Sasamoto placed eight stainless-steel mixing bowls on the floor around the narrow gallery. An ice pick stood upright inside each bowl, and on its sharp tip balanced a smaller steel bowl, face down. Above these precarious contraptions hung large chunks of ice suspended in loosely woven baskets made of brightly colored shoelaces. As the ice melted, the pinging of the drips on the metal was amplified through small microphones, filling the gallery with percussive, Tin Pan Alley-like sounds. Frozen inside the ice were small items, including keys, eyeglasses and wristwatches, symbolizing the "owned" nature of objects. According to Sasamoto, at the time of death, people become the objects that they are physically close to, in the way ice becomes water—a theory she articulated during her performances. continue reading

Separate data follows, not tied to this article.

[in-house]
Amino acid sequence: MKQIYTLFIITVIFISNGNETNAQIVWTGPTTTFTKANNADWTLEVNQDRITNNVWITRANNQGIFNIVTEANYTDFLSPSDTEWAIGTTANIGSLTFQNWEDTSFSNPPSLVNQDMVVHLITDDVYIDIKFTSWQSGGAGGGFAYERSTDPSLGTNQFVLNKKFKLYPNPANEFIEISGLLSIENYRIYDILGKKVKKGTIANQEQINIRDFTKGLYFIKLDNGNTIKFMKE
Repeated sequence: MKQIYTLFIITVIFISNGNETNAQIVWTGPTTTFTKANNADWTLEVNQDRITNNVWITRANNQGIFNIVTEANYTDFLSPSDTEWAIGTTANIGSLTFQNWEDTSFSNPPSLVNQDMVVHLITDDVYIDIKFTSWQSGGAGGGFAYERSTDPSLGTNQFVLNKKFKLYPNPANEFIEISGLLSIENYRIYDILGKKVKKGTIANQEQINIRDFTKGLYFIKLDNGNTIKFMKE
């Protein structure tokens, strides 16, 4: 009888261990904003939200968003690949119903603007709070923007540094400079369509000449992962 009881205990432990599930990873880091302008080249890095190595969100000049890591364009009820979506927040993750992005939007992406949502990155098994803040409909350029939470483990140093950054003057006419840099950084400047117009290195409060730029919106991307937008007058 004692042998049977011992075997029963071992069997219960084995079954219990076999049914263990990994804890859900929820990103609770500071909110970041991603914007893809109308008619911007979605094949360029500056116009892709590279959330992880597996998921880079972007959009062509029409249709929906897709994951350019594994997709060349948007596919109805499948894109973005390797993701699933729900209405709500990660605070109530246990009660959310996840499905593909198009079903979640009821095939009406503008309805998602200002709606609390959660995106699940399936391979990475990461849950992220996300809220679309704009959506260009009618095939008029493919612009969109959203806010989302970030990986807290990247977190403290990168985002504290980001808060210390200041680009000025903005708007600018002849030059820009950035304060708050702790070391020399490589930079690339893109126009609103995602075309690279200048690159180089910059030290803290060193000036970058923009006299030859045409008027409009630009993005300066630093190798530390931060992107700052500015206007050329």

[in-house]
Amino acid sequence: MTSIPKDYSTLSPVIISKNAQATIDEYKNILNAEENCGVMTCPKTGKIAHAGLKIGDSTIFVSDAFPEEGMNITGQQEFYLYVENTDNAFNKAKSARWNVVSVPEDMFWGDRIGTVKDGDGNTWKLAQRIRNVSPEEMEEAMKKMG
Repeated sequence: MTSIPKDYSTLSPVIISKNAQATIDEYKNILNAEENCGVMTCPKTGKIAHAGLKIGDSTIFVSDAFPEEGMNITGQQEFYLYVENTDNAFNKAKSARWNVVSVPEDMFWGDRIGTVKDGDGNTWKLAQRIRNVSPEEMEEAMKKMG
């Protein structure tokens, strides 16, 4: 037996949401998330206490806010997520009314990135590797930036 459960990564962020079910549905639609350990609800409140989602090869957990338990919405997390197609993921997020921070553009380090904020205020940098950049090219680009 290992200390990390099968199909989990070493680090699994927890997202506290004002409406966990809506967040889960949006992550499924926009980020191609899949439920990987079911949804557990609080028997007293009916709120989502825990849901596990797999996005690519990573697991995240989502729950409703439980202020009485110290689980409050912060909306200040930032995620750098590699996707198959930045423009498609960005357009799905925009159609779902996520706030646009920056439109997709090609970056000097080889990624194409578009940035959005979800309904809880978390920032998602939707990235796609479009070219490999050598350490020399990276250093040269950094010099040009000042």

Sasamoto performances are surreal, self-contained worlds of free associations that marry distorted everyday objects with lectures and monologues, which are both melancholy and amusing. Perhaps neither the artist nor the viewer can fully comprehend what is taking place, but Sasamoto has found her own way of deferring that understanding. As she says everything we don't comprehend goes inside a pickling pot with the hope that it tastes better in the future.